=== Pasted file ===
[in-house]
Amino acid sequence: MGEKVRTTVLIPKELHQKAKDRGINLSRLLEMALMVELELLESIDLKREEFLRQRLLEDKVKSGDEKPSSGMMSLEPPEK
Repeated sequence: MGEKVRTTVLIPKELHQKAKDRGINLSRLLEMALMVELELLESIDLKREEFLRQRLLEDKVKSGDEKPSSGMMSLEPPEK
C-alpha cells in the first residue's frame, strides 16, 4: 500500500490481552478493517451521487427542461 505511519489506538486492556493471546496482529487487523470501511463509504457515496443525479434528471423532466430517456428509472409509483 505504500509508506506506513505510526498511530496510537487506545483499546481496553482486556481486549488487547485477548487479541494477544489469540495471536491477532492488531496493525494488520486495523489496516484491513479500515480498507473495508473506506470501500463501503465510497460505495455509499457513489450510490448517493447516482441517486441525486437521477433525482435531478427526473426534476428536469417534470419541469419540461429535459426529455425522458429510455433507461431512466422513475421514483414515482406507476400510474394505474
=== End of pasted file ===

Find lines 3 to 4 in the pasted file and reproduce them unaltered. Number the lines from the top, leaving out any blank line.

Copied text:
Repeated sequence: MGEKVRTTVLIPKELHQKAKDRGINLSRLLEMALMVELELLESIDLKREEFLRQRLLEDKVKSGDEKPSSGMMSLEPPEK
C-alpha cells in the first residue's frame, strides 16, 4: 500500500490481552478493517451521487427542461 505511519489506538486492556493471546496482529487487523470501511463509504457515496443525479434528471423532466430517456428509472409509483 505504500509508506506506513505510526498511530496510537487506545483499546481496553482486556481486549488487547485477548487479541494477544489469540495471536491477532492488531496493525494488520486495523489496516484491513479500515480498507473495508473506506470501500463501503465510497460505495455509499457513489450510490448517493447516482441517486441525486437521477433525482435531478427526473426534476428536469417534470419541469419540461429535459426529455425522458429510455433507461431512466422513475421514483414515482406507476400510474394505474